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Combining GPL, closed code

Feb 17, 2009 — by LinuxDevices Staff — from the LinuxDevices Archive — 2 views

One of Linux's elder statesmen has published an essay about combining proprietary software with GPL-licensed software (such as the Linux kernel) in devices. Focusing on the specific example of mobile phones, Perens offers advice both about what to do and what not to do.

Perens begins by noting that most legal disputes over the GPL so far have involved devicemakers. He suggests that in many cases, the smaller product companies that create Linux device firmware fail to inform their clients about the ongoing responsibilities of using GPL-licensed code (such as distributing the license with the product, and making source code available on request).

On Perens' to-do list for would-be GPL software users are:

  • Build a partnership of your legal organization and engineering
  • Legal-engineering reviews need to happen early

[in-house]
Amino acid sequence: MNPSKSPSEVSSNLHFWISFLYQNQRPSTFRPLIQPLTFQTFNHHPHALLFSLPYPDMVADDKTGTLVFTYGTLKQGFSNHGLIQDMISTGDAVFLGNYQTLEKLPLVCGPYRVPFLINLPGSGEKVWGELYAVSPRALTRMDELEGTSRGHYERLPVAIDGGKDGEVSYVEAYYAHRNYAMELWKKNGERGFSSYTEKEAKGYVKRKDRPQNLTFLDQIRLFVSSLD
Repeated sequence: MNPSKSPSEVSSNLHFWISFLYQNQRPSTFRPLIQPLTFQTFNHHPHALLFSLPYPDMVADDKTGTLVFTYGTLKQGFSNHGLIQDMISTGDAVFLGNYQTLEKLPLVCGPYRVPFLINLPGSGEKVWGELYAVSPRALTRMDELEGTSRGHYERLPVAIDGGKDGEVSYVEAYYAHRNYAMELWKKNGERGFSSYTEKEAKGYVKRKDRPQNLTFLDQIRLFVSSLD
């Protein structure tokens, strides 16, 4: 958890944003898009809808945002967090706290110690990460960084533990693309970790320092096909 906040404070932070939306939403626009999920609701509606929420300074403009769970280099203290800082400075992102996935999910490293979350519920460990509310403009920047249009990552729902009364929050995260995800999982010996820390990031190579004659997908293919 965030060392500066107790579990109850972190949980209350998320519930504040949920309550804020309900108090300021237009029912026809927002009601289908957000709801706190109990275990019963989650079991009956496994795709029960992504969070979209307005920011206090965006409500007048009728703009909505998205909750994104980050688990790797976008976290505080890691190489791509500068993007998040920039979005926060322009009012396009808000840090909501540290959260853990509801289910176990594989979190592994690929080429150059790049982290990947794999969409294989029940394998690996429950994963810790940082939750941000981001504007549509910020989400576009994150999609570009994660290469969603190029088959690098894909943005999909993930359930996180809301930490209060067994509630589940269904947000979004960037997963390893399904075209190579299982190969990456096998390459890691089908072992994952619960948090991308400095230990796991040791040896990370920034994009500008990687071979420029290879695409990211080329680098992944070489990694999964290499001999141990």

On his don't-do list are:

  • Don't assume binary drivers are safe — they're untested legally
  • Don't look for loopholes to exploit in open source licenses

In between, Perens examines mobile phones, in specific. He suggests that:

  • Phone vendors should rally around a common GSM baseband modem stack with a shared license. Currently, they spend “billions” to maintain stacks separately, despite the fact that little if any product differentiation occurs within the stack.
  • The dual-processor architecture used in most phones allows a clean separation of proprietary code (such as DRM, the GSM stack) and open source software — even GPL3-licensed software
  • Virtualization is another approach to separating proprietary and open source code, even when run on a single processor. However, virtualization systems are “probably too large” for embedded applications, Perens says.

Bruce Perens has done so much for Linux — from creating Busybox (the number one embedded Linux utility) to helping establish Debian (the most popular Linux distribution) in its formative years — that it's difficult to encapsulate him in a biography. So, I'll defer to his Wikipedia page.

Perens's essay, “Combining GPL and proprietary software,” can be found here.

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